The victory of the mobile platform has wrought many changes in the enterprise world. Emails are now more succinct because no one can type at length with the tiny keyboards. Web pages are simpler because no one's eyes can read all the detail on the tiny screens. And the cloud is essential. Mobile phones and tablets can't exist without a healthy collection of services from distant machines in faraway racks.
The cloud was always a good idea, but now it's indispensable. The ability to poke around in the file system of a desktop machine is an awesome freedom — and a great responsibility. The desktop world still operates under the rules of living created during the frontier days of the early personal computer. They're your files; now show some gumption and take care of them.
The mobile operating systems make rugged individualism all but impossible. Mobile users can't manipulate files or handle their own data unless they take extreme measures and root their phone. Maybe it evolved that way by accident because the early handsets were so relatively dumb. Maybe it was by design because Steve Jobs knew smartphone users didn't really want the traditional power given to desktop users. Maybe the smartphone creators were channeling Jack Nicholson in "A Few Good Men" because they knew we couldn't handle it.
In any case, it's now impossible to build almost any significant app for the mobile world without a stable connection to a reliable back end in the cloud. Email and notes better be stored somewhere because someone will drop a phone in a toilet, a lake, a puddle, a pot of soup, or who knows what. Even the little games for wasting time in the back row of class need to keep a user's history. Desktop games could store max scores on the local disk, but that doesn't work with phones. All of this data needs to live somewhere besides the handset.
The good news is cloud companies are ready to help. In the early days, you could always set up your own server, hook up your own routines, and start your own databases to take care of the mobile clients. Now Google, Amazon, Microsoft, and startups like Parse (acquired by Facebook last April) are stepping up to offer more of a turnkey system. They've built another layer of data services on top of their basic machines, and they're selling them to developers who want to buy a back end, bit by bit instead of wholesale. The packages do a good part of the work you'll need for your application and give you the ability to scale.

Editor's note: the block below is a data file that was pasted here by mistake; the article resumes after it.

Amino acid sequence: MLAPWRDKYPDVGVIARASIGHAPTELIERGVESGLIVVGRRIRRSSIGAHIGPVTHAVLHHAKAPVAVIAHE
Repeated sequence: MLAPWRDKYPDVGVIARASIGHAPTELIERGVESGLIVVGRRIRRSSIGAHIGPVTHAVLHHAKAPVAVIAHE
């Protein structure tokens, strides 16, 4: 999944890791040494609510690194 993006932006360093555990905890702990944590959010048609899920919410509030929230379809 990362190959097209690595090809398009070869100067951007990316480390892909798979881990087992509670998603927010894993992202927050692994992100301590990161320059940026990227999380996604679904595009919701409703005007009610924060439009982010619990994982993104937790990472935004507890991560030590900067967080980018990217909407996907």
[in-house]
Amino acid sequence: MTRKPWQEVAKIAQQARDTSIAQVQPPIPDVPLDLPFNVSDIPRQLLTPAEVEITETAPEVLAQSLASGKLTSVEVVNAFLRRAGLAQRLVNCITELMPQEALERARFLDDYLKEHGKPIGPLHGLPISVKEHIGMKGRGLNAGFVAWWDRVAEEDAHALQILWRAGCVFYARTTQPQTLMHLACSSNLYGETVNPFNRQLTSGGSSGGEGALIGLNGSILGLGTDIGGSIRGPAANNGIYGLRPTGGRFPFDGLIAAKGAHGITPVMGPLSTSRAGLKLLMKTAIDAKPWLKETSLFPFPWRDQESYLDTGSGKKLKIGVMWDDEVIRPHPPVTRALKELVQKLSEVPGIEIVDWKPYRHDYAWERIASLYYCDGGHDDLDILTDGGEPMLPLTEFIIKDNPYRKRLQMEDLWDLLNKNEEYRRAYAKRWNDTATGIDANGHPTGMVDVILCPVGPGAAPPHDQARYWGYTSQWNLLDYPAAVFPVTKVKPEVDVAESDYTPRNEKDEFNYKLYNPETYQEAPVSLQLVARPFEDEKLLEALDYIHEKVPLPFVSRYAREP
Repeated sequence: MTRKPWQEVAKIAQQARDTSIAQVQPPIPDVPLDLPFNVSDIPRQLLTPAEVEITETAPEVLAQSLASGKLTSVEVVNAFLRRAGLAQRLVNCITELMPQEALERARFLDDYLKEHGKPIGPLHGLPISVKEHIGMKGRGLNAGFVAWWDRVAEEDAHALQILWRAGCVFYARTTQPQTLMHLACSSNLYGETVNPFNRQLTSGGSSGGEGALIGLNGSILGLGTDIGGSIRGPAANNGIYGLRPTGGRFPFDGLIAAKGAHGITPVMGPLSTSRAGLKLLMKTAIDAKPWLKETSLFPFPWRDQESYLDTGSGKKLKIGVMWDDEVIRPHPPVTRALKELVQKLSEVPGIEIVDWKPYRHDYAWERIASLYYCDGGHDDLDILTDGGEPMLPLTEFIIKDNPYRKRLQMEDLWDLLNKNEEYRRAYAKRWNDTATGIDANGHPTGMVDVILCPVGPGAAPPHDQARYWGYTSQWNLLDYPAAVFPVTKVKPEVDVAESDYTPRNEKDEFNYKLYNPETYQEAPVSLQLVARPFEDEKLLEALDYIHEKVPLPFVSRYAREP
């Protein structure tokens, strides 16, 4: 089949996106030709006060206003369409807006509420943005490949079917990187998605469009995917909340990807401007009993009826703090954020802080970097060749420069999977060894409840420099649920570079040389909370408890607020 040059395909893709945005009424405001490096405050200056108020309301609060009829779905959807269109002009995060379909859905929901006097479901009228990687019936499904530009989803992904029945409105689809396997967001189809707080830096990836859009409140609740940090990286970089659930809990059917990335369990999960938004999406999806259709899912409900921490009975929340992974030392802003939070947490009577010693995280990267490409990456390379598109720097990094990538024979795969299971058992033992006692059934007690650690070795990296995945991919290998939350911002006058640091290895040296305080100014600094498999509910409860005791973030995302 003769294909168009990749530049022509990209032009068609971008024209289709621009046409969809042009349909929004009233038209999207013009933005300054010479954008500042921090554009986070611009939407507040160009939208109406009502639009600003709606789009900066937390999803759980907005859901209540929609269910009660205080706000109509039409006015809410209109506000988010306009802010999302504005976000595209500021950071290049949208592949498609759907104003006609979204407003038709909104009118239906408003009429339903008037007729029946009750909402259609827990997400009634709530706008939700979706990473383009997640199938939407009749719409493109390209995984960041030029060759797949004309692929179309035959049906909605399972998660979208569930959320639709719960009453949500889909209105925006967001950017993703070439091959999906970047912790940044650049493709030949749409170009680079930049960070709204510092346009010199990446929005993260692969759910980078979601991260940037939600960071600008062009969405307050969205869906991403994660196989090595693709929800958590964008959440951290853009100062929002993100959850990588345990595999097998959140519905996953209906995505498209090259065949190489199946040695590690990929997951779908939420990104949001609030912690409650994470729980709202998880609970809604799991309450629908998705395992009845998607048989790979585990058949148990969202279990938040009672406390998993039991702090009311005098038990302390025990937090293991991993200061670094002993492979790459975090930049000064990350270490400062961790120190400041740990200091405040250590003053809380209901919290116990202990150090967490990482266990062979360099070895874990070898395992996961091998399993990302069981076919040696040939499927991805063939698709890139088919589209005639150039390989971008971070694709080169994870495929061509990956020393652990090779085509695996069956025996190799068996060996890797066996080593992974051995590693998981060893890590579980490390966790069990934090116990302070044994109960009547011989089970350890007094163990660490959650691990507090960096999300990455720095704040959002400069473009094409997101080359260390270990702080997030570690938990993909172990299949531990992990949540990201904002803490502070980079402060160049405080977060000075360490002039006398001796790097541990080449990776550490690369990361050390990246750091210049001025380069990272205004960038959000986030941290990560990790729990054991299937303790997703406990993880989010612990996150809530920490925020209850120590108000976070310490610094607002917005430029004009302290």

What follows is a tour through these four clouds that offer APIs they call "mobile services" or "mobile back end as a service" (MBaaS). While mobile services might sound completely new, in reality these clouds are mixing a number of old tools with a smattering of new ones, then stamping the result with the keyword "mobile." This isn't a shabby play on our gullibility, but a savvy repackaging. Desktops and other machines need many of the same services. After all, the only differences between mobile and desktop are often the size of the screen, the keyboard, and the pointing device. To a data center, the devices are exactly the same. It's not surprising that many of these APIs recognize that fact.
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